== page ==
Over the course of nine searingly candid essays fueled by Erika L. Sánchez's fearless, supple humor, Crying in the Bathroom confronts the often brutal realities of living authentically as a nontraditional woman of Mexican heritage in the United States. Describing her memoir as "a series of my musings, misfortunes, triumphs, disappointments, delights, and resurrections," Sánchez takes a backward glance at her improbable, well-traveled life.
Author of the National Book Award finalist I Am Not Your Perfect Mexican Daughter, Sánchez straddles multiple contradictory identities that form her genuine self. Her parents--whom she calls "old-school Mexicans"--were immigrant factory workers; she is a poet, a Fulbright scholar and a Buddhist who rejected her family's oppressive Catholicism, choosing to live without guilt and shame as constant companions. Writing became her escape from a life of immigrant striving as well as the restrictions of growing up female in a traditional Mexican community in Chicago, where girls were expected to stay close to home. Instead, Sánchez (Lessons on Expulsion) moved out during her senior year of college and never looked back, traveling the world and immersing herself in a kaleidoscope of cultural, sexual and romantic experiences.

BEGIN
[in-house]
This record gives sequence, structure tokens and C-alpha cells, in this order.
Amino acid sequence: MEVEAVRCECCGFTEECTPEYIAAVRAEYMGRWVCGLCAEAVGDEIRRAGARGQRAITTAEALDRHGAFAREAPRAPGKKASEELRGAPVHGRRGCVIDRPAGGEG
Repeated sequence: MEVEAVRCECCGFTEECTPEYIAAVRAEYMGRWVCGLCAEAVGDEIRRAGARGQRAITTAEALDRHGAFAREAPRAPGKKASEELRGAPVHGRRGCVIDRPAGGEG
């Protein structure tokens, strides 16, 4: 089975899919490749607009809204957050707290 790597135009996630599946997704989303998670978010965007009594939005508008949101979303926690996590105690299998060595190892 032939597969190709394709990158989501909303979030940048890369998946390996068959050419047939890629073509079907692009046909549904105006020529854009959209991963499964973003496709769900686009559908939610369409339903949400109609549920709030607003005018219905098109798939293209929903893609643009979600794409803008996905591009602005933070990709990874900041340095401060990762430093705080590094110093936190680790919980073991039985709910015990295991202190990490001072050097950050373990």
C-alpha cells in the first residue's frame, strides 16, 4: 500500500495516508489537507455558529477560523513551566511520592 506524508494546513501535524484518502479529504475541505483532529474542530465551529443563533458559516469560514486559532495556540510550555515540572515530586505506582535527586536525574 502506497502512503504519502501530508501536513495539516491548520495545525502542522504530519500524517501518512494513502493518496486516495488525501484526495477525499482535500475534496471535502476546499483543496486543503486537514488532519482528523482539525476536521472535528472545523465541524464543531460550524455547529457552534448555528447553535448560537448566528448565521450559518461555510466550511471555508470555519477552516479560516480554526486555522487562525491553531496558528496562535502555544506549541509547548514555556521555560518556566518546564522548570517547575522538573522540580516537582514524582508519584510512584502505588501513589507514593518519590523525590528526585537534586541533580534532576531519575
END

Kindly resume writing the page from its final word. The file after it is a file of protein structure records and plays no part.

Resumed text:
With animated, often hilarious, vignettes from a multicultural youth spent yearning for the solitude necessary for writing, Crying in the Bathroom finds the author immensely grateful for the good fortune of the present, for a splendid study of her own and the sacrifices her hardworking parents made so their daughter could pursue her literary dreams and lead a life of the mind. --Shahina Piyarali, reviewer